Paroxysmal nocturnal hemoglobinuria (PNH) is a rare stem cell disorder characterized by hemolytic anemia, bone marrow failure, and thrombosis. Until recently, the complement inhibitor, eculizumab, was the only United States Food and Drug Administration (US FDA)-approved therapy for the treatment of PNH. Although effective, eculizumab requires a frequent dosing schedule that can be burdensome for some patients and increases the risk of breakthrough intravascular hemolysis. Ravulizumab, an eculizumab-like monoclonal antibody engineered to have a longer half-life, is intended to provide the same benefits as eculizumab but with a more convenient and effective dosing schedule. In two recently published phase III non-inferiority trials, ravulizumab was found to be non-inferior to eculizumab both in efficacy and safety for the treatment of patients with PNH. Based on these results, ravulizumab was approved by the US FDA on 21 December 2018 and is currently under regulatory review in both the European Union and Japan.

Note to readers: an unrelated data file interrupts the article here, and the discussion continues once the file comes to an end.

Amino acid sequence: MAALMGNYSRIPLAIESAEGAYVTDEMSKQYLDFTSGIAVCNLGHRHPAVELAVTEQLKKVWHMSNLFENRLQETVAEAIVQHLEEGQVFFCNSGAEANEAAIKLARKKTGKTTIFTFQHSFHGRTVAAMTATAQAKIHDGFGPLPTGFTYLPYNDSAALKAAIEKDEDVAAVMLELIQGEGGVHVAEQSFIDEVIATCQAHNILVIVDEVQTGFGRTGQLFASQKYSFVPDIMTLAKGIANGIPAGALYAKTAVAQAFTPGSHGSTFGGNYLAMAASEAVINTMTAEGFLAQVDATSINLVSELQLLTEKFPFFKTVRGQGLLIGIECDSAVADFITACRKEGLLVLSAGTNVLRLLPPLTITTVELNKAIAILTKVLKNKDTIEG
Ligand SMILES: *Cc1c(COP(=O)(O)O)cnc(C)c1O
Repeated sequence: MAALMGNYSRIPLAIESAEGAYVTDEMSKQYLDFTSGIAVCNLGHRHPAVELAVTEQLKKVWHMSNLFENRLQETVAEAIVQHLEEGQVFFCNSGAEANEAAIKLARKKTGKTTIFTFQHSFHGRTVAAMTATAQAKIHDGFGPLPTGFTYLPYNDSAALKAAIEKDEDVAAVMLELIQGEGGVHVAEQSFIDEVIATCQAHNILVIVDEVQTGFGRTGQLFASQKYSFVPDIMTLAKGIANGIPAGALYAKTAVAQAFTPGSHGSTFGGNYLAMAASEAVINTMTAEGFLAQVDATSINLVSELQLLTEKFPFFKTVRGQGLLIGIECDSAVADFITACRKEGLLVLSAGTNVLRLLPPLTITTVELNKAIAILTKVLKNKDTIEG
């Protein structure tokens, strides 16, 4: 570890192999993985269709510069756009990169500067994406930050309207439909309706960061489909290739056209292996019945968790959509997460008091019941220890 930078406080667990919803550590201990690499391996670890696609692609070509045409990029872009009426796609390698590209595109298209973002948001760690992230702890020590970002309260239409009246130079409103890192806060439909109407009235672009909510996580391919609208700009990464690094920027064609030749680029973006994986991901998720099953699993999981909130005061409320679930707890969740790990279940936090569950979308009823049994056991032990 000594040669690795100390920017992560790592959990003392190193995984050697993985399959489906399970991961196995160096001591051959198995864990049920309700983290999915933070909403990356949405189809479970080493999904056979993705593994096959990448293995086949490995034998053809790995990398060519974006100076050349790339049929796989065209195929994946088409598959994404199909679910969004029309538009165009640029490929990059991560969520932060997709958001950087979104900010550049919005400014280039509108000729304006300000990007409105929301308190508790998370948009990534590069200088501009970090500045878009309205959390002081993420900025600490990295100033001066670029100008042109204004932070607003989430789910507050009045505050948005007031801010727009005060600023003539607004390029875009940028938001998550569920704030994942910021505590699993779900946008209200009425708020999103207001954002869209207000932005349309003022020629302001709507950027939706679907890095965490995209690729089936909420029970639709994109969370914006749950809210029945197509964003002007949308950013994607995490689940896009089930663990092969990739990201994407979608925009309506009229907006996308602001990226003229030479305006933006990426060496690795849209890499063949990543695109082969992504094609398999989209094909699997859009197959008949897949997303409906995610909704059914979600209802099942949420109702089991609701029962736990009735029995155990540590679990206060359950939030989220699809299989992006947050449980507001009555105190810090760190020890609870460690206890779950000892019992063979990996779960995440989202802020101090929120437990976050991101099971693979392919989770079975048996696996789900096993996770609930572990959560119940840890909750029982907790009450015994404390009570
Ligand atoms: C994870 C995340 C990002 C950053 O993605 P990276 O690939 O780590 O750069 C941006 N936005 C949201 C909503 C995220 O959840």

View Article and Find Full Text PDF

Download full-text PDF

Source
http://dx.doi.org/10.1177/2040620719874728DOI Listing
http://www.ncbi.nlm.nih.gov/pmc/articles/PMC6737867PMC
September 2019

Cost-effectiveness of edoxaban versus dalteparin for the treatment of cancer-associated thrombosis.

J Thromb Thrombolysis 2019 Oct;48(3):382-386

Hematology Division, Brigham and Women's Hospital, 75 Francis Street, SR322, Boston, MA, 02115, USA.

Malignancy is a well-established risk factor for venous thromboembolism and while low-molecular-weight heparin therapy has been standard of care for cancer-associated thrombosis for many years, many patients find injection therapy burdensome. The direct oral anticoagulant edoxaban has been shown to be noninferior to dalteparin for the treatment of cancer-associated thrombosis. In a Markov simulation model, edoxaban with 6-month time horizon and a United States societal perspective with 2017 US dollars, edoxaban was the preferred strategy in the general cancer population (6-month cost $6061 with 0.34 quality adjusted life years) and in a subgroup of patients with gastrointestinal malignancy (6-month cost $7227 with 0.34 quality adjusted life years). The incremental cost effectiveness ratio of dalteparin compared to edoxaban was $1,873,535 in the general oncology population and $694,058 in the gastrointestinal malignancy population.